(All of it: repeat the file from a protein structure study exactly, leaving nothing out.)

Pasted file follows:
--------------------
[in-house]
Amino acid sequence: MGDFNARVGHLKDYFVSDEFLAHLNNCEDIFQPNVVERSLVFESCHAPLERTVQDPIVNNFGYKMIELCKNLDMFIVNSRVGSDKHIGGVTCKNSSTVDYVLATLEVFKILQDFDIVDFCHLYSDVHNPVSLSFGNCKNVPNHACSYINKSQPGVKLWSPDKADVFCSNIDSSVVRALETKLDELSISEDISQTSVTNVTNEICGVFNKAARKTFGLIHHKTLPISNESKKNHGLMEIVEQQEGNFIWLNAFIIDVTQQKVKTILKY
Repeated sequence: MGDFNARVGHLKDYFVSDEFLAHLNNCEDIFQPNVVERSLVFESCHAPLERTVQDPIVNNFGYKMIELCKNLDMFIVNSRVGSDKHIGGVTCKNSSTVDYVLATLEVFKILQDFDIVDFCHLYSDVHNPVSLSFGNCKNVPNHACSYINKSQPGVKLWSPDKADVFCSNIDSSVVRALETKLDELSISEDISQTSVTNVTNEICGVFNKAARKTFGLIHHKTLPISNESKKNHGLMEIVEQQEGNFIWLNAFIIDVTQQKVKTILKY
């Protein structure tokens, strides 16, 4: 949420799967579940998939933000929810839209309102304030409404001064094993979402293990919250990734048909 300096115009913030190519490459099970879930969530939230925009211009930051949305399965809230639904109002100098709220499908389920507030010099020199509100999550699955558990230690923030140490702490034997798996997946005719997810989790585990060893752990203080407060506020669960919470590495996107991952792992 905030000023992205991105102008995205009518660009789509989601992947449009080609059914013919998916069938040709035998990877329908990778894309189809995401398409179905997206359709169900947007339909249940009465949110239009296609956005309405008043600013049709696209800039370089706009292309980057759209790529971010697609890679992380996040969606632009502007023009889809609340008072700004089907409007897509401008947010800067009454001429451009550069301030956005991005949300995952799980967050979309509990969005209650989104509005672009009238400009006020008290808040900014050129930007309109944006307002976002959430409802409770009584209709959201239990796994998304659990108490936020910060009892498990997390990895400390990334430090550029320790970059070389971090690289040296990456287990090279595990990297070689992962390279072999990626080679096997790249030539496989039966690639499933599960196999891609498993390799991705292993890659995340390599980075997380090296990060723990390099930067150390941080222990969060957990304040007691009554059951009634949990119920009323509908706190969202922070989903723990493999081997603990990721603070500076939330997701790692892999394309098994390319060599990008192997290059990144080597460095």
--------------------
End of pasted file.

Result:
[in-house]
Amino acid sequence: MGDFNARVGHLKDYFVSDEFLAHLNNCEDIFQPNVVERSLVFESCHAPLERTVQDPIVNNFGYKMIELCKNLDMFIVNSRVGSDKHIGGVTCKNSSTVDYVLATLEVFKILQDFDIVDFCHLYSDVHNPVSLSFGNCKNVPNHACSYINKSQPGVKLWSPDKADVFCSNIDSSVVRALETKLDELSISEDISQTSVTNVTNEICGVFNKAARKTFGLIHHKTLPISNESKKNHGLMEIVEQQEGNFIWLNAFIIDVTQQKVKTILKY
Repeated sequence: MGDFNARVGHLKDYFVSDEFLAHLNNCEDIFQPNVVERSLVFESCHAPLERTVQDPIVNNFGYKMIELCKNLDMFIVNSRVGSDKHIGGVTCKNSSTVDYVLATLEVFKILQDFDIVDFCHLYSDVHNPVSLSFGNCKNVPNHACSYINKSQPGVKLWSPDKADVFCSNIDSSVVRALETKLDELSISEDISQTSVTNVTNEICGVFNKAARKTFGLIHHKTLPISNESKKNHGLMEIVEQQEGNFIWLNAFIIDVTQQKVKTILKY
């Protein structure tokens, strides 16, 4: 949420799967579940998939933000929810839209309102304030409404001064094993979402293990919250990734048909 300096115009913030190519490459099970879930969530939230925009211009930051949305399965809230639904109002100098709220499908389920507030010099020199509100999550699955558990230690923030140490702490034997798996997946005719997810989790585990060893752990203080407060506020669960919470590495996107991952792992 905030000023992205991105102008995205009518660009789509989601992947449009080609059914013919998916069938040709035998990877329908990778894309189809995401398409179905997206359709169900947007339909249940009465949110239009296609956005309405008043600013049709696209800039370089706009292309980057759209790529971010697609890679992380996040969606632009502007023009889809609340008072700004089907409007897509401008947010800067009454001429451009550069301030956005991005949300995952799980967050979309509990969005209650989104509005672009009238400009006020008290808040900014050129930007309109944006307002976002959430409802409770009584209709959201239990796994998304659990108490936020910060009892498990997390990895400390990334430090550029320790970059070389971090690289040296990456287990090279595990990297070689992962390279072999990626080679096997790249030539496989039966690639499933599960196999891609498993390799991705292993890659995340390599980075997380090296990060723990390099930067150390941080222990969060957990304040007691009554059951009634949990119920009323509908706190969202922070989903723990493999081997603990990721603070500076939330997701790692892999394309098994390319060599990008192997290059990144080597460095």